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Exclusive Interview With City Council Speaker Gifford Miller

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In the first of a series of interviews with the Democratic mayoral candidates, City Council Speaker Gifford Miller sat down with Courier-Life Publications at the El Greco Restaurant on Emmons Avenue in Sheepshead Bay. In person, Miller’s manner is casual, yet calculated. Like many of the candidates, he has an advance person and is on a fairly tight schedule with business, civic and educational stops in several neighborhoods throughout the day. Miller is married with two young children and currently lives on and represents Manhattan’s Upper East Side. What do you love about your current job and running for mayor? I love that I get a chance to see all of New York with all of its diversity and its breadth. I can spend a morning with Dominicans in Washington Heights, lunch with a growing business district in Flushing and the evening visiting the Russian community in Coney Island. That’s what New York is all about and I get to see it and experience and hopefully contribute something to it. The way you win a race like this is you can’t be a candidate from one community, one borough, and one point of view. You have to be a little bit diverse to have a coalition to support you and that’s what I do every day as Speaker. I bring together the most diverse legislature in the country and accomplish things that people say could never be done — and I think that’s what you’re supposed to do as a mayoral candidate and ultimately as a mayor. There is sometimes a perception that Mayor Bloomberg’s focus on economic activity is twofold – Wall Street and tourism. Can you comment on that and lay out your vision of economic activity? It’s important from a perceptual point of view for the people of this city to think that the mayor of this city understands them [and] cares about them…I don’t think we have that in this mayor and I think there’s some reality to this criticism. Whether you like or don’t like the [proposed Jets] football stadium on the West Side, the limited vision on where economic opportunities are occurring is the problem. To me, the jobs are being created in Brooklyn and Queens. We ought to have a tax policy that supports that with tax cuts for small businesses, particularly in the outer boroughs and I propose to do that. We also have to recognize the best way to create long-term economic development is invest in our workforce, and have the most talented and creative people living here and working here, and that means having a strong education system and also making it an affordable place to live. You just can’t think about issues of livability solely as quality-of-life issues. They are also economic development issues, because businesses want to be where there are smart and talented people and if you make this too difficult a place to live, then our workforce won’t stay. You haven’t yet given a definitive view on the proposed Atlantic Yards project that includes an arena for the New Jersey Nets to move to Brooklyn, mixed-income housing and commercial space. What’s your current view on the project? I look at it in the same light that I look at the West Side rail yards. There are a number of problems I had in the West Side rail yards. It’s a terrible idea to spend money directly on building a football stadium. I think that the planning for it was bad. How we’re going to build an 80,000-seat stadium without building one parking space doesn’t make any sense to me, Ultimately, the real problem is the mayor created a process where there was no competitiveness about the project. In the end, the MTA put out a bid for 13 acres of the most valuable real estate in the world and the only two people who bid on it were… But let’s go to Brooklyn and the Atlantic Yards. So I’m going to get there. So what I was saying is because there was no competitive process we ended up with a terrible deal for the city. In the Atlantic Yards project there are certainly some elements that are much better than the West Side rail yards. Affordable housing is very important. We need affordable housing. I think it would be great to find a way to bring a professional basketball team to Brooklyn, but I can’t support it at this time and I can’t say if this is the best thing because we need a competitive process to determine whether or not this is the best job. I don’t look for ways to say no to things. I didn’t look for ways to say no to the West Side rail yards. I’m somebody who likes to see activity and development, but as it’s currently proposed there hasn’t been a way to have a real competitive process to say is this the best thing for the Atlantic Yards. So what I’m saying is to work toward that sort of competitiveness, so Bruce Ratner and those who think another way is better can come forward with their ideas, and anybody else who thinks they can do anything on this site, which has not been developed for decades, have their chance to let the best bid win and then we should move forward. Mayor Bloomberg recently received the endorsement of the construction trade union, but is still negotiating police and teacher contracts. At the same time, our police reporter says the 88th Precinct was built in the late 19th century and cops from the 63rd Precinct in Flatlands have been clamoring for a new precinct house for decades. Do you think the mayor is shortchanging the working class? Your cop reporter is onto something. There are two issues that we need to deal with when we deal with our municipal workforce. The thing we’re trying to do is retrain and attract the best people — whether they are cops or teachers, the goal is the same thing. Having top-quality cops and schoolteachers is critical to the future of this city. Some of it’s about pay. We don’t pay as competitively as we should and this is a mayor who when he could avoid paying anybody anything he does. Look what happened with the day-care workers. They went five years without a contract just because the mayor decided not to negotiate with them and it took five years to finally bring him to the table and that’s wrong. But it’s not only about pay. We can’t afford to pay everybody what we’d like to. Some of it is about the working conditions people are put under and the decrepit conditions of our precincts is a great example of the sort of long-term problem we have of retaining outstanding police officers. Precinct houses, not just the 88 and 63, all over the city are falling apart; bathrooms that don’t work, lighting that doesn’t work, no computers, telephone systems that are ancient. First of all, this makes the workforce less productive, but it also sends a powerful and corrosive message that we don’t really value their work and won’t give them the tool they need to succeed. That’s true in the schools as well. When you tell teachers and students to learn in a school where the windows are so old that snow piles up on the classroom floors as it does on some floors in the city every time it snows, you’re sending a powerful and corrosive message. Recently you toured senior centers in the borough. What did you find and what do you think of the current administra­tion’s policy toward senior centers and care? I think it would be a good thing if this mayor spent a little more time in senior centers. If he did, he wouldn’t be proposing to close them as he has in the past or cut their funding as he is right now. When you’ve gone to senior centers as I have all over the city, and everywhere you go are seniors who eat half the meal and bring the same paper bag every day, and take the other half home in that paper bag because it’s the only nutritional meal they’re going to get all day long, when you’ve seen that and felt its impact on their everyday lives, you wouldn’t propose to cut these programs the way the mayor has. Even in tough times, there’s something fundamental about who we are as a city in the statement we make in our values by supporting seniors healthy and independent and living in their own homes. In the end, it’s actually a good financial investment, because the alternative is so much more expensive than helping people stay healthy and independently living in their own homes. What specifically can the mayor be doing better for seniors? Well, for one thing, he’s pursuing trying to replace Meals on Wheels with frozen meals, which is a terrible idea. That’s a bad thing, but more proactively, we should be looking to expand the support for an aging population through senior centers because it’s financially responsible when you have programs like adult day care for those who really need a lot of help and a meals program for those who need comparatively less, and combine them with exercise and fitness programs and things like that, you end up keeping people healthy and independently living in their home. This saves the city money, but also meets a responsibility of a society toward those who built this city. Several cities have ports that house both the cruise ship industry and a stevedoring operation. Yet the present administration seems bent on moving the last stevedoring operation in Brooklyn out of the borough in favor of the cruise industry and other to-be-determined maritime operations. What’s your view on this? I think they have been a little hasty there at trying to shut down the jobs that are working there right now. They can certainly extend the jobs there right now and not try to shut down the jobs before the cruise ships are even close to being ready to come here. I think you’re absolutely right, other places have found a way to do things together. There are hundreds of jobs at stake here, and potentially thousands of jobs. They are good manufacturing, well-paying jobs with health insurance that give people an opportunity to build a better life for themselves and their families. We shouldn’t be so cavalier in dismissing them. If you were to become mayor, would you consider re-staffing the Rossville Fire Department? I wouldn’t reconsider. I would do it. It doesn’t make any sense to me why the City of New York spent $11.5 million to build that fire station and not put any people in it. Staten Island is the fastest-growing borough and you have to recognize population changes when you do this kind of thing. The only reason I think they are doing this is politics, and politics should play no role in public safety. What about the fire stations in Brooklyn that the mayor closed? Yes, I would re-open the fire stations in Brooklyn. It would be one thing if the mayor said, ‘look the way the firehouses are organized now we can do it better. We can lower the response time by opening some here and closing some there to respond to population shifts. I could consider that more a kind of global response, but just saying I’m going to close fire stations because we don’t have enough money is not true. We have enough money and those stations should be reopened. Finally, like the mayor, you’re from the Upper East Side of Manhattan. How would you distinguish yourself as a mayoral candidate from the mayor and the perception of being from one of the wealthier council districts? Mike Bloomberg and I are very different people. We have different leadership styles. We have different personal experiences and we have different approaches to issues. I think my job is to go out and convince people that I understand their struggles and that I’m going to be a mayor that’s going to wake up every morning with just one thing on my mind. Making people’s lives better.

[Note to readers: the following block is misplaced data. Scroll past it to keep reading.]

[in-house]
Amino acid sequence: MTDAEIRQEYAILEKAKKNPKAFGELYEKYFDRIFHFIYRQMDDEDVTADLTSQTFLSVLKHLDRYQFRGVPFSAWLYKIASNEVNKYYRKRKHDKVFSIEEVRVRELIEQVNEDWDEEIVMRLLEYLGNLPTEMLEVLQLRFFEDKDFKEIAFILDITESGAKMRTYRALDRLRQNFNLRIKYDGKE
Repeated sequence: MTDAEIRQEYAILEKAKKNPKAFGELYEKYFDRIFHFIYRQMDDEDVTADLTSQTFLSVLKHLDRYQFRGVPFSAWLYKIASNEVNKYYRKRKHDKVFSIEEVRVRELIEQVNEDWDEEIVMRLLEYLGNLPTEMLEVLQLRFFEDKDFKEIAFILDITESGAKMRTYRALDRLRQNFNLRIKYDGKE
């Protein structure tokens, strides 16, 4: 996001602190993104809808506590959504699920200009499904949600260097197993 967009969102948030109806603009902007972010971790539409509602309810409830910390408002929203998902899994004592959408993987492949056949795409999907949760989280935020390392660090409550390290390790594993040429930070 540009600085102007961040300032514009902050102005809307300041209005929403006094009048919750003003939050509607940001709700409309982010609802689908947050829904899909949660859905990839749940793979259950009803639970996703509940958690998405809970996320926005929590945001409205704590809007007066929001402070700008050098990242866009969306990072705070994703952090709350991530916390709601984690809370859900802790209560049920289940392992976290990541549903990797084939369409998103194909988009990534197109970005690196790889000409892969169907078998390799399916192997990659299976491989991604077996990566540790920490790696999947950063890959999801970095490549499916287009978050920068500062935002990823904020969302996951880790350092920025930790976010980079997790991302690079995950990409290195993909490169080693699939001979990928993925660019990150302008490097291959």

Posted 7:04 pm, October 10, 2011